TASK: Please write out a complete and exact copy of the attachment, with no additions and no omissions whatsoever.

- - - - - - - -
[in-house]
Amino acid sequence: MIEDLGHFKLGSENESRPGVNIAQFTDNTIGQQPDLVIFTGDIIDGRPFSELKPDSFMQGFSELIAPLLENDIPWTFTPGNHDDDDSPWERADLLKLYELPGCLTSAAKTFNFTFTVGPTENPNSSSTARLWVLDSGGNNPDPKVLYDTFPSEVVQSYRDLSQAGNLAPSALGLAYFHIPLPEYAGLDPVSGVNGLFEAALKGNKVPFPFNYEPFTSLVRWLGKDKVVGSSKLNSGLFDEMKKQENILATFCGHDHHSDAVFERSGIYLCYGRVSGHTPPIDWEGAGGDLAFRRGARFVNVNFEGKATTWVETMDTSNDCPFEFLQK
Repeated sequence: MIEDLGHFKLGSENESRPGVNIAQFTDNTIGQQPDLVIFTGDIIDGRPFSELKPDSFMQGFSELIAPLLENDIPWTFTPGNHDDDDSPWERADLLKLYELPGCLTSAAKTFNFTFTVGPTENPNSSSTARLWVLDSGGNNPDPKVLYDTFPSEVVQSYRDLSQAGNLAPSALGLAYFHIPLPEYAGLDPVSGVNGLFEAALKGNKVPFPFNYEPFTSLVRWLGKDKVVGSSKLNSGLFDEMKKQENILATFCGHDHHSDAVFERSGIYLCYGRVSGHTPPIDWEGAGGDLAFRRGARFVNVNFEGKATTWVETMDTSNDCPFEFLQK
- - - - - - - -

[in-house]
Amino acid sequence: MIEDLGHFKLGSENESRPGVNIAQFTDNTIGQQPDLVIFTGDIIDGRPFSELKPDSFMQGFSELIAPLLENDIPWTFTPGNHDDDDSPWERADLLKLYELPGCLTSAAKTFNFTFTVGPTENPNSSSTARLWVLDSGGNNPDPKVLYDTFPSEVVQSYRDLSQAGNLAPSALGLAYFHIPLPEYAGLDPVSGVNGLFEAALKGNKVPFPFNYEPFTSLVRWLGKDKVVGSSKLNSGLFDEMKKQENILATFCGHDHHSDAVFERSGIYLCYGRVSGHTPPIDWEGAGGDLAFRRGARFVNVNFEGKATTWVETMDTSNDCPFEFLQK
Repeated sequence: MIEDLGHFKLGSENESRPGVNIAQFTDNTIGQQPDLVIFTGDIIDGRPFSELKPDSFMQGFSELIAPLLENDIPWTFTPGNHDDDDSPWERADLLKLYELPGCLTSAAKTFNFTFTVGPTENPNSSSTARLWVLDSGGNNPDPKVLYDTFPSEVVQSYRDLSQAGNLAPSALGLAYFHIPLPEYAGLDPVSGVNGLFEAALKGNKVPFPFNYEPFTSLVRWLGKDKVVGSSKLNSGLFDEMKKQENILATFCGHDHHSDAVFERSGIYLCYGRVSGHTPPIDWEGAGGDLAFRRGARFVNVNFEGKATTWVETMDTSNDCPFEFLQK